LCQ4: Internet Learning Support Programme
Following is a question by the Hon Emily Lau and a reply by the Acting Secretary for Commerce and Economic Development, Mr Gregory So, in the Legislative Council today (June 8):
The Finance Committee allocated $220 million last year to help needy families acquire Internet access service and computers, and such programme changed from the original plan of a single tender to separate implementation by the Hong Kong Council of Social Service (HKCSS) and the eInclusion Foundation Limited (eInclusion). In reply to a question about the programme from a member of this council on May 25 this year, the Acting Secretary for Commerce and Economic Development indicated that the former Government Chief Information Officer, Mr Jeremy Godfrey, had concluded that it would be in the best interests of low-income families if the programme could be executed so as to incorporate the best elements of the proposals submitted by such two organisations respectively. As such, the Bureau engaged the two organisations in discussions but there was difficulty reaching agreement on a collaboration model to co-found an implementation agent, and the Government decided to engage HKCSS and eInclusion to implement the programme in two geographical zones. On May 26, Mr Godfrey made a submission to this Council pointing out that during the tender process, it was made clear to him that there was a political requirement to select a particular implementer, but he considered that this would not be in the best interests of low-income families, and he was also given unconvincing reasons for instructing him to formally terminate the original selection process and subsequently for pursuing the dual-implementer approach; he considered it more likely that these decisions had been influenced by political considerations and it might make him party to misleading the Legislative Council, he therefore decided to resign. In this connection, will the Executive Authorities inform this Council:
(a) whether formal investigation has been conducted to find out if it was implied to Mr Godfrey during the tender process that he was to select a particular organisation and if such a practice violated the tender procedures;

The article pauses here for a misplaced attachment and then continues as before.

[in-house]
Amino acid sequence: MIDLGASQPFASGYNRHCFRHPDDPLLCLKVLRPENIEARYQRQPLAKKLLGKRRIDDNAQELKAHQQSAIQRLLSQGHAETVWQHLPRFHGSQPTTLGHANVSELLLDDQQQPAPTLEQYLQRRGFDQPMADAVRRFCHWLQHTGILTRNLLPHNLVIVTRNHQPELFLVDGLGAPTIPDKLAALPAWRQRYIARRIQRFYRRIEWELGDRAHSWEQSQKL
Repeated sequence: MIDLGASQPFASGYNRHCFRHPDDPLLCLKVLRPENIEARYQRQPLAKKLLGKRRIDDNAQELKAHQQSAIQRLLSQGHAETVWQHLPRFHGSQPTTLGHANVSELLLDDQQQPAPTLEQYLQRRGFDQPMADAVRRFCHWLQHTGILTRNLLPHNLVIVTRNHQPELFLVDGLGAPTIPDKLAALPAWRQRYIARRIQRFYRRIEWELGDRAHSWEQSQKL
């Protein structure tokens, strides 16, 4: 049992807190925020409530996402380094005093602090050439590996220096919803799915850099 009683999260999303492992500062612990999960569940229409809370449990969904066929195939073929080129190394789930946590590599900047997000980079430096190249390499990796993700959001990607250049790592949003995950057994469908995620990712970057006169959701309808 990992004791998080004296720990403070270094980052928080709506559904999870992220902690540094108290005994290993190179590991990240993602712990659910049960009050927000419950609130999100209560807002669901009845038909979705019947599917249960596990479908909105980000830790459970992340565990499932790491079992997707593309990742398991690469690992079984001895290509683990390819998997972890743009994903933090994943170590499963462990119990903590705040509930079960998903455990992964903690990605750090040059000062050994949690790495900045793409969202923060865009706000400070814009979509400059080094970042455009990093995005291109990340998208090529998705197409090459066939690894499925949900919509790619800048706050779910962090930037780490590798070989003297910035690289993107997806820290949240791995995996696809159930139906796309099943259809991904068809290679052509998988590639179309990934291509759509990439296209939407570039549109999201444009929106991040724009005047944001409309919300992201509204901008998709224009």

(b) whether investigation has been conducted to find out if Mr Godfrey was instructed to terminate the selection process, and the reasons for that; and
(c) during the selection process, whether the Executive Authorities were aware that the Internet Professional Association, which formed the eInclusion, has political party background; and whether they had considered that selecting such an organisation would make the public perceive that the Government was in favour of a particular political party?
The Office of the Government Chief Information Officer (OGCIO) launched an open Request for Proposal (RFP) exercise between May 18 and July 5, 2010 for the Internet Learning Support Programme (ILSP). The RFP aimed at identifying the best implementation proposal and implementer. The RFP document set out the mandatory requirements (covering business skills, knowledge of the learning needs of students from low-income families, capability of managing a business start-up and experience of managing a project involving substantial public funding). The proponents were required to propose the detailed implementation arrangements. The Evaluation Panel conducted the assessment according to the published process and criteria. Upon selection, the proponent would submit a detailed funding and operation plan to OGCIO for approval and then enter into a legally binding Funding and Operation Agreement with the Government. Although the selection process is different from the tendering procedures for procurement of goods and services, the principles of fairness, openness and competitive bidding still apply.
Upon completion of the evaluation of the five proposals received and a procedural review, two leading proposals, from the Hong Kong Council of Social Service (HKCSS) and the eInclusion Foundation Limited (eInclusion), emerged. The former Government Chief Information Officer (Mr Godfrey) concluded that it would be in the best interests of low-income families if ILSP could be executed so as to incorporate the best elements of these two leading proposals. Upon conclusion of the RFP, the Government invited HKCSS and eInclusion to explore the possibility of collaboration by jointly establishing a non-profit organisation to implement ILSP. The Government engaged HKCSS and eInclusion in intensive discussions between October and December 2010 to explore possible collaboration arrangements. Nonetheless, they were unable to reach agreement on a collaboration model to co-found an implementation agent to take it forward. The Government therefore reviewed various fallback options carefully, including forming a Financial Secretary Incorporated company, OGCIO acting as implementer, single tendering/retendering, and dual-implementer approach with HKCSS and eInclusion as Implementers in separate geographical zones. Having regard to procedural concerns, accountability, speed of securing stakeholders’ agreement and finalising implementation details, and resource implications etc., the Government decided that engaging HKCSS and eInclusion to implement the programme in two geographical zones would be the fallback in the event that co-founding one implementation agent could not materialise. In early January 2011, when it became evident that attempts to invite HKCSS and eInclusion to co-found a single implementer failed, the Commerce and Economic Development Bureau (CEDB) offered, and HKCSS and eInclusion accepted, a dual-implementer approach.